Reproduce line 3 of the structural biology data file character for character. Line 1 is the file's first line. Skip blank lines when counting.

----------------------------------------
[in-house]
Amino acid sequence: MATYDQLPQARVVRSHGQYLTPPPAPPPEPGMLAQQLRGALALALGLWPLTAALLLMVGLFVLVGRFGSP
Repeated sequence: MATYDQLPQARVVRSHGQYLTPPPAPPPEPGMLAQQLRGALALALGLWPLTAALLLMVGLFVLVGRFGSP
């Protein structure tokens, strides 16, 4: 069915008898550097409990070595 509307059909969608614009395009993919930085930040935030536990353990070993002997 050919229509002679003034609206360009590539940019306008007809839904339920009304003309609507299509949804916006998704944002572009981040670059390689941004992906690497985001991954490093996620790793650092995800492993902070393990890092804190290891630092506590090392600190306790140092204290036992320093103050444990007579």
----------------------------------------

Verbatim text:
Repeated sequence: MATYDQLPQARVVRSHGQYLTPPPAPPPEPGMLAQQLRGALALALGLWPLTAALLLMVGLFVLVGRFGSP